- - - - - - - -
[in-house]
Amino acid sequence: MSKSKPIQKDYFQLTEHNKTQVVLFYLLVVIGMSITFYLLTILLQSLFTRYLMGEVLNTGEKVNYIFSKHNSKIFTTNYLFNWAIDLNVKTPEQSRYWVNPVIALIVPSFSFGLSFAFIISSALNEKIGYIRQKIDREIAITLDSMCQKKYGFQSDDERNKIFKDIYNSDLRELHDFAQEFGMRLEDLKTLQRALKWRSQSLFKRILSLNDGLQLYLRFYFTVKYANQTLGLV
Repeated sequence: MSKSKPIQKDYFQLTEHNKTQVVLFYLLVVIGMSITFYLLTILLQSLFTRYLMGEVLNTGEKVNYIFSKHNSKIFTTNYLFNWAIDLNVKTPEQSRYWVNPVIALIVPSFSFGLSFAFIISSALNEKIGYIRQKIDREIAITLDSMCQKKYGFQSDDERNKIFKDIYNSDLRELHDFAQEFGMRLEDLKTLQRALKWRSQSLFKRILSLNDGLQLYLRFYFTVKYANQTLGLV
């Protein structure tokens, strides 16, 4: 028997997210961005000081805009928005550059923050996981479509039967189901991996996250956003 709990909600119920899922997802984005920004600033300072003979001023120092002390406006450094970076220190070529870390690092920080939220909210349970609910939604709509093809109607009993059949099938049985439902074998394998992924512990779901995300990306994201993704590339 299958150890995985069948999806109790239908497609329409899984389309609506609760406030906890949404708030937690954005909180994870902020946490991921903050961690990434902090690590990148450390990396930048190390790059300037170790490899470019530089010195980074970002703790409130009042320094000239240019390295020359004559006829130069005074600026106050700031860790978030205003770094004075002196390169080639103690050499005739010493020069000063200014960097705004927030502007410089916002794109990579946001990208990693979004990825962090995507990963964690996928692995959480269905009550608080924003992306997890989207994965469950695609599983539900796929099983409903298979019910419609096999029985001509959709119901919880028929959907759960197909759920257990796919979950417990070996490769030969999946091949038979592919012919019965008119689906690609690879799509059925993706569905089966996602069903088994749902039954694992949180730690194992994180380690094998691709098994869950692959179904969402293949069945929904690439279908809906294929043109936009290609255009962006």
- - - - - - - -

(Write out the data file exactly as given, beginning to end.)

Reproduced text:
[in-house]
Amino acid sequence: MSKSKPIQKDYFQLTEHNKTQVVLFYLLVVIGMSITFYLLTILLQSLFTRYLMGEVLNTGEKVNYIFSKHNSKIFTTNYLFNWAIDLNVKTPEQSRYWVNPVIALIVPSFSFGLSFAFIISSALNEKIGYIRQKIDREIAITLDSMCQKKYGFQSDDERNKIFKDIYNSDLRELHDFAQEFGMRLEDLKTLQRALKWRSQSLFKRILSLNDGLQLYLRFYFTVKYANQTLGLV
Repeated sequence: MSKSKPIQKDYFQLTEHNKTQVVLFYLLVVIGMSITFYLLTILLQSLFTRYLMGEVLNTGEKVNYIFSKHNSKIFTTNYLFNWAIDLNVKTPEQSRYWVNPVIALIVPSFSFGLSFAFIISSALNEKIGYIRQKIDREIAITLDSMCQKKYGFQSDDERNKIFKDIYNSDLRELHDFAQEFGMRLEDLKTLQRALKWRSQSLFKRILSLNDGLQLYLRFYFTVKYANQTLGLV
């Protein structure tokens, strides 16, 4: 028997997210961005000081805009928005550059923050996981479509039967189901991996996250956003 709990909600119920899922997802984005920004600033300072003979001023120092002390406006450094970076220190070529870390690092920080939220909210349970609910939604709509093809109607009993059949099938049985439902074998394998992924512990779901995300990306994201993704590339 299958150890995985069948999806109790239908497609329409899984389309609506609760406030906890949404708030937690954005909180994870902020946490991921903050961690990434902090690590990148450390990396930048190390790059300037170790490899470019530089010195980074970002703790409130009042320094000239240019390295020359004559006829130069005074600026106050700031860790978030205003770094004075002196390169080639103690050499005739010493020069000063200014960097705004927030502007410089916002794109990579946001990208990693979004990825962090995507990963964690996928692995959480269905009550608080924003992306997890989207994965469950695609599983539900796929099983409903298979019910419609096999029985001509959709119901919880028929959907759960197909759920257990796919979950417990070996490769030969999946091949038979592919012919019965008119689906690609690879799509059925993706569905089966996602069903088994749902039954694992949180730690194992994180380690094998691709098994869950692959179904969402293949069945929904690439279908809906294929043109936009290609255009962006």